We use cookies to allow us and selected partners to improve your experience and our advertising. By continuing to browse you consent to our use of cookies. You can understand more and change your cookies preferences here.

Manchester Metropolitan University

Educational Psychology

UCAS Code: C813

Bachelor of Science (with Honours) - BSc (Hons)

Entry requirements


A level

B,B,B-B,B,C

Excluding General Studies

Pass Access to HE Diploma in a relevant subject with a minimum of 112 UCAS Tariff points

International Baccalaureate Diploma Programme

26

To include Grade 5 Standard or 4 at Higher in both English and Mathematics

Pearson BTEC Level 3 National Extended Diploma (first teaching from September 2016)

DMM

UCAS Tariff

112-120

About this course


Course option

3.0years

Full-time | 2019

Subject

Educational psychology

Educational Psychology incorporates a variety of psychological fields such as social, neuro, biological and cognitive psychology. Our comprehensive approach to this course provides you with the understanding to apply a wide range of methods and practices to real world settings, problems and contexts.

An interdisciplinary approach to understanding educational psychology has been embedded at Level 4 to allow you to develop an understanding of the educational context from perspectives of history, sociology and psychology. This will provide you with a strong foundation for future study in the second and third year where you will specialise intensively on psychological theories, methods and their applications.

Upon graduating, you will have developed a range of transferable skills and an advanced understanding of the way that psychological theories and research influence child and adult learning in educational settings.

The Educational Psychology curriculum, at all levels of study, aims to develop skills and attributes required for employment within a range of services for children and young people.

Please note: This course is not accredited by the British Psychological Society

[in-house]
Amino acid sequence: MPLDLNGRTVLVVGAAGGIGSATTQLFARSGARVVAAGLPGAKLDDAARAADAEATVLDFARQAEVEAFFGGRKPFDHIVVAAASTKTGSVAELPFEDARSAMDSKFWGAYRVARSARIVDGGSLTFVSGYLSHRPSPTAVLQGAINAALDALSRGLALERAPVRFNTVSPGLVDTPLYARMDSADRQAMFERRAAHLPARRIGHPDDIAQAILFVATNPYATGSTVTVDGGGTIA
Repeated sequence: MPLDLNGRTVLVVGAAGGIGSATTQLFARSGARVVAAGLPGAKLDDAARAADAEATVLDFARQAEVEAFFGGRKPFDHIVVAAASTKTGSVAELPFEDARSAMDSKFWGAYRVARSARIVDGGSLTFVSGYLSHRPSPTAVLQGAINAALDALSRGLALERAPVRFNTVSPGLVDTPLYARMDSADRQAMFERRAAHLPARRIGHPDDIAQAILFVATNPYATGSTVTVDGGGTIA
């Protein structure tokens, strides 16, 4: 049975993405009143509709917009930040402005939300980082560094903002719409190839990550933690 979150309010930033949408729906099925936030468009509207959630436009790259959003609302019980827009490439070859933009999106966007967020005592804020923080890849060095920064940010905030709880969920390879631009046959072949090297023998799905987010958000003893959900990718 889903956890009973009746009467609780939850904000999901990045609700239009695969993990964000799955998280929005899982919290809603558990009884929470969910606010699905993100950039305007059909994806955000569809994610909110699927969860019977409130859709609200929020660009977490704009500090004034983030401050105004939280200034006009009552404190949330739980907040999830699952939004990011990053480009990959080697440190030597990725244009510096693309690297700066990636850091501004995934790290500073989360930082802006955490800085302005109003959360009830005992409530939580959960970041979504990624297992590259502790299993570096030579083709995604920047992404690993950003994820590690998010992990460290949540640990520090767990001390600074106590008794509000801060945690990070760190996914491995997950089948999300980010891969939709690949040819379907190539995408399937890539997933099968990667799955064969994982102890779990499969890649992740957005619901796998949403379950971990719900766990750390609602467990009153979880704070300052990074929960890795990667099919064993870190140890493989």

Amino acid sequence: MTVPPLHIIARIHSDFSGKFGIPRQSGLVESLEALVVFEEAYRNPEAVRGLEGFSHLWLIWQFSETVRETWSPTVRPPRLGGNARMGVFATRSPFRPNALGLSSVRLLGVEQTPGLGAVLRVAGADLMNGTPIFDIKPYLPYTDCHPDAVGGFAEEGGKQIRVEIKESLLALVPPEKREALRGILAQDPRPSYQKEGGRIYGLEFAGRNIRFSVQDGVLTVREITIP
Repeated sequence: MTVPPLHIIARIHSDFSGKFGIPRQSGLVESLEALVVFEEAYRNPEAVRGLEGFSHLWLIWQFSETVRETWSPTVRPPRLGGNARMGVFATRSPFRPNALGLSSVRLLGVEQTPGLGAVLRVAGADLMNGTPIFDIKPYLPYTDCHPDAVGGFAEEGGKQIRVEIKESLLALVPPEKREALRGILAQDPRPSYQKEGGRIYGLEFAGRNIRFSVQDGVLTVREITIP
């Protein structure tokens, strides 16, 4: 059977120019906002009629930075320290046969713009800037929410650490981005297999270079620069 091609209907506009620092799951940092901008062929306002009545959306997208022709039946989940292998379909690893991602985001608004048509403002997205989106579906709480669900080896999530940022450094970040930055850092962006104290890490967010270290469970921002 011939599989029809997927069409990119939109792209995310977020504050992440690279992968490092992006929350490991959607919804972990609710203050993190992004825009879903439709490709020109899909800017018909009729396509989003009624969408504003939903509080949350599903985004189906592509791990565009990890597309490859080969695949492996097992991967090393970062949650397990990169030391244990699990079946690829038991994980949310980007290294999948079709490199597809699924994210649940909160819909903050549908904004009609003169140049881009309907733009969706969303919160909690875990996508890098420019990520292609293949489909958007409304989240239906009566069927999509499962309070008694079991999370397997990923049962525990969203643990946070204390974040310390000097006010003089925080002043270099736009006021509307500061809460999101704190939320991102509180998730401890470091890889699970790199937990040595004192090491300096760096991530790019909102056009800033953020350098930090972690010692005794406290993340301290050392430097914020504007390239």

The Uni


Course location:

Manchester Metropolitan University

Department:

Childhood, Youth and Education Studies

TEF rating:

Calculate your living costs

See how much you'll need to live on at your chosen university, with our student budget calculator.

See your living costs

Study in Manchester

Explore the local area, what there is to do for fun, living costs and other university options here.

Explore Manchester
Read full university profile

What students say


We've crunched the numbers to see if overall student satisfaction here is high, medium or low compared to students studying this subject(s) at other universities.

79%
med
Educational psychology

How do students rate their degree experience?

The stats below relate to the general subject area/s at this university, not this specific course. We show this where there isn’t enough data about the course, or where this is the most detailed info available to us.

Psychology (non-specific)

Teaching and learning

82%
Staff make the subject interesting
90%
Staff are good at explaining things
81%
Ideas and concepts are explored in-depth
75%
Opportunities to apply what I've learned

Assessment and feedback

Feedback on work has been timely
Feedback on work has been helpful
Staff are contactable when needed
Good advice available when making study choices

Resources and organisation

86%
Library resources
91%
IT resources
85%
Course specific equipment and facilities
75%
Course is well organised and has run smoothly

Student voice

Staff value students' opinions

Who studies this subject and how do they get on?

96%
UK students
4%
International students
21%
Male students
79%
Female students
77%
2:1 or above
12%
Drop out rate

Most popular A-Levels studied (and grade achieved)

B
B
C

After graduation


The stats in this section relate to the general subject area/s at this university – not this specific course. We show this where there isn't enough data about the course, or where this is the most detailed info available to us.

Psychology

What are graduates doing after six months?

This is what graduates told us they were doing (and earning), shortly after completing their course. We've crunched the numbers to show you if these immediate prospects are high, medium or low, compared to those studying this subject/s at other universities.